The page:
Sextuplets

The Exhausting History of Comedians Playing Almost Every Role in a Movie

Marlon Wayans is keeping the trope alive in Netflix’s ‘Sextuplets,’ but why does it exist at all?

The 2008 action-comedy Tropic Thunder is mostly remembered these days for Robert Downey Jr. appearing in blackface and Ben Stiller going “full retard.” One can easily have the discussion of whether these simply aren’t topics one jokes about, or if this was actually punching up at celebrity narcissists, but I’d rather focus on Tropic Thunder’s unimpeachable moment of satire: The fake trailer for The Fatties: Fart 2.

These 55 seconds of comedy perfection — with needle-drops from the Commodores, Quiet Riot, MC Hammer and Antonio Vivaldi — feel like the end point of a certain phenomenon: comic actors playing multiple wacky characters, oftentimes family members, in garish prosthetic makeup. How could anyone ever top The Fatties: Fart 2? 

Still, you can’t keep a good trope down, so welcome the latest Netflix arrival, Marlon Wayans times five in Sextuplets.

Wayans, who co-wrote the film, stars as Alan, a likable, regular guy about to become a first-time father. Since he was adopted and never knew his birth mother, he goes on a quest to look for living relatives. First he meets Russell (Wayans in a fat suit), a twin brother and basically Comic Book Guy with a fetish for fruit-flavored cereals. But soon the pair discover they’re actually sextuplets and head out to meet the whole brood: This includes Wayans in a woman’s fat suit; then as a wacky artist; as a little person with kidney failure called “Baby Pete”; and one more that doesn’t get much play in the trailer.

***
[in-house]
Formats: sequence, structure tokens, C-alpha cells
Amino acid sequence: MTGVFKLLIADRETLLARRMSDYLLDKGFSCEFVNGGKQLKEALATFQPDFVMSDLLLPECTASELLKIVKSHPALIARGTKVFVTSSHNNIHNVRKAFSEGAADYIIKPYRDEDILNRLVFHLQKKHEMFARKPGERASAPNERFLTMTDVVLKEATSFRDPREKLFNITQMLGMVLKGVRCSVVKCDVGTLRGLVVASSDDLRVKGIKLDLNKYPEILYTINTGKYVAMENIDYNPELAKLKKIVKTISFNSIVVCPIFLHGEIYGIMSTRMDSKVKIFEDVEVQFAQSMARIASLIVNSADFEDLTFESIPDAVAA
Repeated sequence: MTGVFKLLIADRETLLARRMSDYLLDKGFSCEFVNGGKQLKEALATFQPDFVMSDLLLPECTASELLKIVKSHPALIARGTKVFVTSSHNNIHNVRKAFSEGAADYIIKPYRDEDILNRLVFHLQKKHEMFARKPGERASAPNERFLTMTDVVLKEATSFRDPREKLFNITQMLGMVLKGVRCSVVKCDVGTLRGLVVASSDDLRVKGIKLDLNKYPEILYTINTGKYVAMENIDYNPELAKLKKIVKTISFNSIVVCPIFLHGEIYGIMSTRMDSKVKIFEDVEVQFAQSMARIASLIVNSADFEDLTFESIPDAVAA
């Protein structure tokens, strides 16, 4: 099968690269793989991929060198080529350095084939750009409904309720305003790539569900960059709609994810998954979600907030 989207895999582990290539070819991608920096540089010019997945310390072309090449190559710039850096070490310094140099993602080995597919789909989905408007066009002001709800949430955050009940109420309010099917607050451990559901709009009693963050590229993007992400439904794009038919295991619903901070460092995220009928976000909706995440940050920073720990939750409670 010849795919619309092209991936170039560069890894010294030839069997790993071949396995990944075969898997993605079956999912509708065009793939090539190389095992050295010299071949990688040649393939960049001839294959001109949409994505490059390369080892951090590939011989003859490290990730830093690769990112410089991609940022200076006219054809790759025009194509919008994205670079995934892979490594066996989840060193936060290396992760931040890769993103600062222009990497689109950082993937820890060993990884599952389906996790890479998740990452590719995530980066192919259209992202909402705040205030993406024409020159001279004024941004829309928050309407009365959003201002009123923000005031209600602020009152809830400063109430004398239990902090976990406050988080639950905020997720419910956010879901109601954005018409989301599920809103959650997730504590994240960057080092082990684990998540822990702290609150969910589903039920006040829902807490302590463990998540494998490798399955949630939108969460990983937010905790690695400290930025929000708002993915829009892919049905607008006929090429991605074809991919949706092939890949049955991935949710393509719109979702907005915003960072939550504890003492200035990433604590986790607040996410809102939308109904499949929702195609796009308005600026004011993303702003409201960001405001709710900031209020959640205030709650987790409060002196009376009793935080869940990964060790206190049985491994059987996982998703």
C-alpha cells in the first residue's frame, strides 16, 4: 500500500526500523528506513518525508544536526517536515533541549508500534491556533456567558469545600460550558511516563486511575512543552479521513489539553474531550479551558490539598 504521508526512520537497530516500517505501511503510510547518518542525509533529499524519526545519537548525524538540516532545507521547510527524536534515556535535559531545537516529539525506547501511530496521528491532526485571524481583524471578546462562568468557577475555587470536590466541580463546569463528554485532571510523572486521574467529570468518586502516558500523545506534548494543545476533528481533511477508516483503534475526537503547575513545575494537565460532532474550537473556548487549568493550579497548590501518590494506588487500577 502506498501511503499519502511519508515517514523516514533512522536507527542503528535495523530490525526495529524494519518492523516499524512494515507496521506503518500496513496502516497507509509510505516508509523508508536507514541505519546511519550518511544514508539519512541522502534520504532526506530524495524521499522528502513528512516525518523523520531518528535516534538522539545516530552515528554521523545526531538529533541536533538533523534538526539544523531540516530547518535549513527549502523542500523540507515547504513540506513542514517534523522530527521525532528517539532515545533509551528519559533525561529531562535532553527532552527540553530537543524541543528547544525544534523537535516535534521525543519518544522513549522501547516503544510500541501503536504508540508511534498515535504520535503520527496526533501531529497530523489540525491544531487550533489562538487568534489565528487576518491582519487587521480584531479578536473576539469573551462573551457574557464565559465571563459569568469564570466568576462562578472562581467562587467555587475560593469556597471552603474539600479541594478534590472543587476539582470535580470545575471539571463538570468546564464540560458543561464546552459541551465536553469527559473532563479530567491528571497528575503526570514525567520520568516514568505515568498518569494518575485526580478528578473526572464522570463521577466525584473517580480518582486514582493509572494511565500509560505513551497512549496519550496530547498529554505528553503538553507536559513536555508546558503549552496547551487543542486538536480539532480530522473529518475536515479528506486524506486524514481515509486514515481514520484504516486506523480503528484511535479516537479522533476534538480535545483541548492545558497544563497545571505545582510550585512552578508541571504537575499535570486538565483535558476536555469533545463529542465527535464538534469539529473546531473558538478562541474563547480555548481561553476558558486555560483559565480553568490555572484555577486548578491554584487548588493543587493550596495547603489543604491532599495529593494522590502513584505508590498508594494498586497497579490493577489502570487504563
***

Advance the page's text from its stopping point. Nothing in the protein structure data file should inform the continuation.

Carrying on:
It hardly looks like great cinema, but there’s definitely value in dumb, new comedies that just appear on the service you already pay for. (Netflix boasts huge numbers for their Adam Sandler collection because, let’s face it, these movies are perfect for half-watching as you fold laundry or play backgammon on your phone.)

It’s also important to recognize that there’s a treasured history of actors burying themselves in makeup or costumes to play multiple roles in a comedy. As such, and with minimal shade, let’s look at a dozen key examples, each with a different actor. (Unsurprisingly, performers who do this tend to do it over and over, so no repeats allowed!)

Charles Chaplin in The Great Dictator, 1940